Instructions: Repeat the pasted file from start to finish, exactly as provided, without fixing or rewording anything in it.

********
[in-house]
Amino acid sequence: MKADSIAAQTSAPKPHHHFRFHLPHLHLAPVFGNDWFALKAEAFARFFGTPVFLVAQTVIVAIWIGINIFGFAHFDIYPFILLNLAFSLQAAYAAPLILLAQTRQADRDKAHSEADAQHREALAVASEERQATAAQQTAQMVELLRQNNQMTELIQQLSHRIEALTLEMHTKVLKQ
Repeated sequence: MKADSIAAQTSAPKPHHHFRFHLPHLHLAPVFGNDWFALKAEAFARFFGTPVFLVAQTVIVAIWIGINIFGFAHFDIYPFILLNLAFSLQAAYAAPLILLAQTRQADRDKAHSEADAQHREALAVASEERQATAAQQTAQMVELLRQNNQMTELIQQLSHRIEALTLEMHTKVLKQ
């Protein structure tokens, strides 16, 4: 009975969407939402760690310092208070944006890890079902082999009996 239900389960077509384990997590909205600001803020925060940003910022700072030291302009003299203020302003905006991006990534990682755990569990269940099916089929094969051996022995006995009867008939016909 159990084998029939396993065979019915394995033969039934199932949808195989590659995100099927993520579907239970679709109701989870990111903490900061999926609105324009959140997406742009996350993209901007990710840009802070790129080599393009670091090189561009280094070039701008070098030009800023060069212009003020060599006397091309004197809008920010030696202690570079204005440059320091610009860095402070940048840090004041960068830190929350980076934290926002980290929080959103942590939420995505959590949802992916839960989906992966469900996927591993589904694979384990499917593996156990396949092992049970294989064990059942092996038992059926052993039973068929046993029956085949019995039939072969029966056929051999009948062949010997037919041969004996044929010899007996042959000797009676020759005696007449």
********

[in-house]
Amino acid sequence: MKADSIAAQTSAPKPHHHFRFHLPHLHLAPVFGNDWFALKAEAFARFFGTPVFLVAQTVIVAIWIGINIFGFAHFDIYPFILLNLAFSLQAAYAAPLILLAQTRQADRDKAHSEADAQHREALAVASEERQATAAQQTAQMVELLRQNNQMTELIQQLSHRIEALTLEMHTKVLKQ
Repeated sequence: MKADSIAAQTSAPKPHHHFRFHLPHLHLAPVFGNDWFALKAEAFARFFGTPVFLVAQTVIVAIWIGINIFGFAHFDIYPFILLNLAFSLQAAYAAPLILLAQTRQADRDKAHSEADAQHREALAVASEERQATAAQQTAQMVELLRQNNQMTELIQQLSHRIEALTLEMHTKVLKQ
């Protein structure tokens, strides 16, 4: 009975969407939402760690310092208070944006890890079902082999009996 239900389960077509384990997590909205600001803020925060940003910022700072030291302009003299203020302003905006991006990534990682755990569990269940099916089929094969051996022995006995009867008939016909 159990084998029939396993065979019915394995033969039934199932949808195989590659995100099927993520579907239970679709109701989870990111903490900061999926609105324009959140997406742009996350993209901007990710840009802070790129080599393009670091090189561009280094070039701008070098030009800023060069212009003020060599006397091309004197809008920010030696202690570079204005440059320091610009860095402070940048840090004041960068830190929350980076934290926002980290929080959103942590939420995505959590949802992916839960989906992966469900996927591993589904694979384990499917593996156990396949092992049970294989064990059942092996038992059926052993039973068929046993029956085949019995039939072969029966056929051999009948062949010997037919041969004996044929010899007996042959000797009676020759005696007449």